Propofol is quite insoluble in water. Originally developed by ICI (Imperial Chemical Industries) as ICI 35868, initial clinical trials followed in 1977 in a form solubilised in cremophor EL. However, due to anaphylactic reactions it was withdrawn from the market and subsequently reformulated as an emulsion of a soya oil/propofol mixture in water. This was re-launched in 1986 by AstraZeneca with the brand name Diprivan (shortened version of DI-isoPRopyl IV ANesthetic). The current preparation is 1% propofol, 10% soybean oil and 1.2% purified egg phospholipid (emulsifier), with 2.25% of glycerol as a tonicity adjusting agent, and sodium hydroxide to adjust the pH. Diprivan contains EDTA as an antimicrobial agent. Newer generic formulations contain sodium metabisulfite or benzyl alcohol. Propofol emulsion appears as a highly opaque white fluid due to the scattering of light from the tiny (~150 nm) oil droplets that it contains.
A water soluble form of the drug, propofol phosphate or Fospropofol, has recently been developed and tested in animals with positive results, being rapidly broken down once in the body by the enzyme alkaline phosphatase to form propofol. Marketed as Aquavan, this new formulation might well have superior properties for use in humans such as being more readily injectable and perhaps without the pain at injection site that often occurs with the traditional form of the drug.
Propofol is highly protein bound in vivo and is metabolised by conjugation in the liver. Its rate of clearance exceeds hepatic blood flow, suggesting an extrahepatic site of elimination as well. Its mechanism of action is uncertain, but it is postulated that its primary effect may be potentiation of the GABA-A and glycine receptors, possibly by slowing the channel closing time. Recent research has also suggested the endocannabinoid system may contribute significantly to propofol's anesthetic action and to its unique properties.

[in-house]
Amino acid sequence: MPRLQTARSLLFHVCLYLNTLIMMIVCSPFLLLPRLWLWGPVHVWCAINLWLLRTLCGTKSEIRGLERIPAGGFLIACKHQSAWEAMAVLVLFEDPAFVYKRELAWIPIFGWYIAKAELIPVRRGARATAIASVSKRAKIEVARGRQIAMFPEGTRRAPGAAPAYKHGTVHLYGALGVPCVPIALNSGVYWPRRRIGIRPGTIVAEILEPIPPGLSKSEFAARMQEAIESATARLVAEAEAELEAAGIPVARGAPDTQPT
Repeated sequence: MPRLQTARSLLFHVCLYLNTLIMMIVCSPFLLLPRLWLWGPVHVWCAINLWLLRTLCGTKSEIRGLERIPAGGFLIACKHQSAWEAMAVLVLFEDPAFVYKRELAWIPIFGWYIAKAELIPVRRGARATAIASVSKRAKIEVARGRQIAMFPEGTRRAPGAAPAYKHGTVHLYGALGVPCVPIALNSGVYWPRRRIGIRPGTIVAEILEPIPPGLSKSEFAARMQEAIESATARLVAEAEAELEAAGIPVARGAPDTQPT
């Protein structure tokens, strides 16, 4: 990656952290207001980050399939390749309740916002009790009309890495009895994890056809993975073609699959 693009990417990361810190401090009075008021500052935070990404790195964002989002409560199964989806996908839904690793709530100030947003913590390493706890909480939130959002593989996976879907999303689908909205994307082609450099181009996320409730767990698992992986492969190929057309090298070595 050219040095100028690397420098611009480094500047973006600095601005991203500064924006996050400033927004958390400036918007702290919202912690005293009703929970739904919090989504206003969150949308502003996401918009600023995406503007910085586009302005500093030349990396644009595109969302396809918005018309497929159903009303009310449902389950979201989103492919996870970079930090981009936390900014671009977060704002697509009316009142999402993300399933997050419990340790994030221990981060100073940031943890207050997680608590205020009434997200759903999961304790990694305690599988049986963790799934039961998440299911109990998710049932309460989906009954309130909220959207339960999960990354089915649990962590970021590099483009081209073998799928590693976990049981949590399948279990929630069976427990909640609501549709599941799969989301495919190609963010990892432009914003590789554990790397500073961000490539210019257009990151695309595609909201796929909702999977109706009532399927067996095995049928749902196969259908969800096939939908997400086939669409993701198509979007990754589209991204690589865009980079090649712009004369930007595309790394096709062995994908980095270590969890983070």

The elimination half-life of propofol has been estimated to be between 2–24 hours. However, its duration of clinical effect is much shorter because propofol is rapidly distributed into peripheral tissues. When used for IV sedation propofol typically wears off in minutes. Propofol is versatile; the drug can be given for short or prolonged sedation as well as for general anesthesia. Its use is not associated with nausea as is often seen with opioid medications. These characteristics of rapid onset and recovery along with its amnestic effects have led to its widespread use for sedation and anesthesia.
Aside from the hypotension (mainly through vasodilatation) and transient apnea following induction doses, one of propofol's most frequent side effects is pain on injection, especially in smaller veins. This pain can be mitigated by pretreatment with lidocaine. Patients tend to show great variability in their response to propofol, at times showing profound sedation with small doses. A more serious but rare side effect is dystonia. Mild myoclonic movements are not uncommon, as with other intravenous hypnotic agents. Propofol appears to be safe for use in porphyria, and has not been known to trigger malignant hyperpyrexia.
Another recently described rare, but serious, side effect is propofol infusion syndrome. This potentially lethal metabolic derangement has been reported in critically-ill patients after a prolonged infusion of high-dose propofol in combination with catecholamines and/or corticosteroids.
Abuse of propofol as a recreational drug has been reported, usually among medical staff such as anaesthetists who have access to the drug. Despite a lack of analgesic properties, propofol's sedative action presumably produces euphoric effects. The steep dose response curve of the drug makes such abuse very dangerous without proper monitoring, and several deaths have been recorded.